A winter information to accountable recreation within the hinterland
It’s no secret that the pandemic sparked the biggest backcountry boom in history. The coverage was wall-to-wall with national news outlets far from the wild, from NPR, NBC News, New York Times to the Wall Street Journal. When the masses walk into the now snow-covered forests without much of a safety net, the questions begin: How can we all share this space and participate responsibly? How can we all enjoy comfort and solitude without putting others in danger? How can we expand the outdoor community while maintaining good etiquette with one another, with wild animals and with nature?
The questions only multiply when you look at all the different disciplines and avenues that we are recreating in public areas. By some estimates, backcountry users have tripled this winter, bringing niche sports into the mainstream almost overnight. Ski touring, snowmobiling, snowshoeing and skiing are still popular. This is demonstrated by crowded starting points, empty shelves in equipment stores, and your crazy uncle’s weekly text messages about avalanche risks. However, most of the negative effects are harder to spot and assess, let alone change.
One of the few epicentres of this trend is my mountain hometown, Jackson, Wyoming. Famed for their world-class powder, cowboy culture, legendary national parks, and Kanye West’s new ranch, Jackson’s 10,000 permanent residents are home to millions of tourists each year. Despite an international health crisis, lockdowns and the greatest fear of a pandemic, we have seen an increase in visitor numbers every month since June compared to last year. This rapid influx ventures past the ski area and popular restaurants, often into the hinterland, and often without a full understanding of how they affect others.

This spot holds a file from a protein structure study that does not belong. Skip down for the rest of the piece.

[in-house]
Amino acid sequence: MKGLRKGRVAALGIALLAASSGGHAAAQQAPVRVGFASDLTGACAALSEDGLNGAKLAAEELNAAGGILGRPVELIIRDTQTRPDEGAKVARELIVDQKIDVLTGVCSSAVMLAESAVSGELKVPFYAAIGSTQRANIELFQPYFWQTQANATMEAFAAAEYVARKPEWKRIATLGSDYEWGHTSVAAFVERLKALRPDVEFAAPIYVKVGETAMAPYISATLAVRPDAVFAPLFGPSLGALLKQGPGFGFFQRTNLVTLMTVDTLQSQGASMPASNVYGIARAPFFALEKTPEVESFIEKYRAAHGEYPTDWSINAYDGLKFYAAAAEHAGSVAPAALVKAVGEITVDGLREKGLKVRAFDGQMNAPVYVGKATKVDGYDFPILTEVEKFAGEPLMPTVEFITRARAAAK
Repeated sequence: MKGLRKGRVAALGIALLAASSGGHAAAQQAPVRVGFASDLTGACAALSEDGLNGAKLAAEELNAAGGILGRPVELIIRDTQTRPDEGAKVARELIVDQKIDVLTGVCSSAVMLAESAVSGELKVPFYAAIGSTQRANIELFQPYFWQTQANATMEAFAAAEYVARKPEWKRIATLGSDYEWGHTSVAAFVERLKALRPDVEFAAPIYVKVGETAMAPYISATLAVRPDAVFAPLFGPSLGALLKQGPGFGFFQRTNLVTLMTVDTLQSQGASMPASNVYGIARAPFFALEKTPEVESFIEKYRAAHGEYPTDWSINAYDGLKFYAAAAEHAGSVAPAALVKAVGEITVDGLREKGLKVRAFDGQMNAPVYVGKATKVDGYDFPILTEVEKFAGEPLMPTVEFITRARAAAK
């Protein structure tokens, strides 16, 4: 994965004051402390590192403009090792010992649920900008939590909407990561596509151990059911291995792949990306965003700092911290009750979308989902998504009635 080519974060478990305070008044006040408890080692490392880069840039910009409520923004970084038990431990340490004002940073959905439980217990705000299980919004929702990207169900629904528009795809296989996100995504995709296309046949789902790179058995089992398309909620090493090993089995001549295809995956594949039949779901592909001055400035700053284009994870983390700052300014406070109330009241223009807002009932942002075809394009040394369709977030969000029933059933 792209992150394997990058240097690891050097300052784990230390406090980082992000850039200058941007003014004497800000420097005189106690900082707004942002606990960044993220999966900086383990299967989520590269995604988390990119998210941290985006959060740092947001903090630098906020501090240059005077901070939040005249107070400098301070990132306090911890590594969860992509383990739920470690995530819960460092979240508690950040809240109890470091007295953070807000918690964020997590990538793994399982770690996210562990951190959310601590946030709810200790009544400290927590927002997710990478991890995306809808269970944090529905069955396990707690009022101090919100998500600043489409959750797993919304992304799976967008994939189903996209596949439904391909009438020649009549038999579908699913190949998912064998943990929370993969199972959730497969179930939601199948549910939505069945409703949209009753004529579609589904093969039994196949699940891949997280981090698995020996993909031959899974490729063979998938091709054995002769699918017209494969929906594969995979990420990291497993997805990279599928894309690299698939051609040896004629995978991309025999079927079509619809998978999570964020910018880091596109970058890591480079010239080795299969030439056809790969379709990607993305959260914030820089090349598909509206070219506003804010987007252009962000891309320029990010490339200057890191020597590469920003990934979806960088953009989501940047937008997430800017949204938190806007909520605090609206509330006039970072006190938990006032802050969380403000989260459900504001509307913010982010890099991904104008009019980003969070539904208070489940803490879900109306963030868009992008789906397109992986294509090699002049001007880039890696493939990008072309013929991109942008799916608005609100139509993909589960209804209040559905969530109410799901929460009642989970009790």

Rather than condemn the boom, the staff at Bridger-Teton National Forest and its nonprofit partner, Friends of the Bridger-Teton, have taken steps to lead by example and help people recover more responsibly. Together they created a series of films highlighting community members who are responsible for good etiquette and safe backcountry travel. These are not typical pressure-sensitive adhesives with strict rules and formal procedures, but rather voices from locals highlighting the problems, risks and love for the hinterland.
Through their stories, including close conversations with avalanches, wildlife, and hordes of other backcountry users, these characters set an example as good role models to follow. The same problems exist in mountain towns to the west, from Tahoe to Telluride, from Bend to Bozeman, and from Park City to Taos.
Responsible sled from friends of the Bridger-Teton on Vimeo.
Winter animals from friends of Bridger-Tetons on Vimeo.
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